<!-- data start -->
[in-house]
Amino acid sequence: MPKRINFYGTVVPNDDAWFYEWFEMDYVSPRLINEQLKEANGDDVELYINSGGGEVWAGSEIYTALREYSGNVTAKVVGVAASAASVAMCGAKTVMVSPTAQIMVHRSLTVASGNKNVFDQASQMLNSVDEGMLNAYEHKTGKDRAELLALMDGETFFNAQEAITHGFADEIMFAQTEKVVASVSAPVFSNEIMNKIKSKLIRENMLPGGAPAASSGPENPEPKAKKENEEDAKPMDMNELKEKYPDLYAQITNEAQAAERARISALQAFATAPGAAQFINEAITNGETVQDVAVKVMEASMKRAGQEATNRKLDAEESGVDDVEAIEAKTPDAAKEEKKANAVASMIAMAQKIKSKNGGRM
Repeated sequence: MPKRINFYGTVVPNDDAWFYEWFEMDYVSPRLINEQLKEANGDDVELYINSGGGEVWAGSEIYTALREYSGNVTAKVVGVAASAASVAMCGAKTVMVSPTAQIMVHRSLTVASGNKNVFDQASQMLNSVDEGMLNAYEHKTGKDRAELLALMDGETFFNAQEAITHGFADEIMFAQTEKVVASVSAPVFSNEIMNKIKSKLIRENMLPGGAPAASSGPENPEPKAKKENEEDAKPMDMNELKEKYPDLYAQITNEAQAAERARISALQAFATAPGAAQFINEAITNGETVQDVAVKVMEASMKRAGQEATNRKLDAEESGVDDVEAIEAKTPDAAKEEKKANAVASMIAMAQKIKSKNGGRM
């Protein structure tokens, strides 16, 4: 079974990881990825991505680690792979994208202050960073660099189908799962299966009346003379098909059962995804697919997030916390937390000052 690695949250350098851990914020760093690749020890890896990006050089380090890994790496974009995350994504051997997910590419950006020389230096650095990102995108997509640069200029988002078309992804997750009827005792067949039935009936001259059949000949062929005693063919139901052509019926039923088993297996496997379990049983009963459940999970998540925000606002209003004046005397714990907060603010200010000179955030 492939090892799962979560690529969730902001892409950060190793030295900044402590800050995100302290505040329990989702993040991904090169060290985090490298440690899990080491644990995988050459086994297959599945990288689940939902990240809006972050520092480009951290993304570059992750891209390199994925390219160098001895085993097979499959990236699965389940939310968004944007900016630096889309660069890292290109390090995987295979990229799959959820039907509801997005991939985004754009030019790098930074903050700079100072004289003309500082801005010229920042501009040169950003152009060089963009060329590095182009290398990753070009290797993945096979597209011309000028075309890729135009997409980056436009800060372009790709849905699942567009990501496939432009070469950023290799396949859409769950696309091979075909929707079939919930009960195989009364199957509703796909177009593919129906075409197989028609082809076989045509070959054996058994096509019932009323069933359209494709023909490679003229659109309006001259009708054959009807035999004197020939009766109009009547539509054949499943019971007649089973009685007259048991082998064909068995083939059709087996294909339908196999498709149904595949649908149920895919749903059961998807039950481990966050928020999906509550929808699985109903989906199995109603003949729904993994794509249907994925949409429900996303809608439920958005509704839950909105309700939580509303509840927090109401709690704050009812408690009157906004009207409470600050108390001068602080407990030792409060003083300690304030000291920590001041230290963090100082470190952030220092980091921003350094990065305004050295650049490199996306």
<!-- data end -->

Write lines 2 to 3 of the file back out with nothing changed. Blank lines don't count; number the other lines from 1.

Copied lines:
Amino acid sequence: MPKRINFYGTVVPNDDAWFYEWFEMDYVSPRLINEQLKEANGDDVELYINSGGGEVWAGSEIYTALREYSGNVTAKVVGVAASAASVAMCGAKTVMVSPTAQIMVHRSLTVASGNKNVFDQASQMLNSVDEGMLNAYEHKTGKDRAELLALMDGETFFNAQEAITHGFADEIMFAQTEKVVASVSAPVFSNEIMNKIKSKLIRENMLPGGAPAASSGPENPEPKAKKENEEDAKPMDMNELKEKYPDLYAQITNEAQAAERARISALQAFATAPGAAQFINEAITNGETVQDVAVKVMEASMKRAGQEATNRKLDAEESGVDDVEAIEAKTPDAAKEEKKANAVASMIAMAQKIKSKNGGRM
Repeated sequence: MPKRINFYGTVVPNDDAWFYEWFEMDYVSPRLINEQLKEANGDDVELYINSGGGEVWAGSEIYTALREYSGNVTAKVVGVAASAASVAMCGAKTVMVSPTAQIMVHRSLTVASGNKNVFDQASQMLNSVDEGMLNAYEHKTGKDRAELLALMDGETFFNAQEAITHGFADEIMFAQTEKVVASVSAPVFSNEIMNKIKSKLIRENMLPGGAPAASSGPENPEPKAKKENEEDAKPMDMNELKEKYPDLYAQITNEAQAAERARISALQAFATAPGAAQFINEAITNGETVQDVAVKVMEASMKRAGQEATNRKLDAEESGVDDVEAIEAKTPDAAKEEKKANAVASMIAMAQKIKSKNGGRM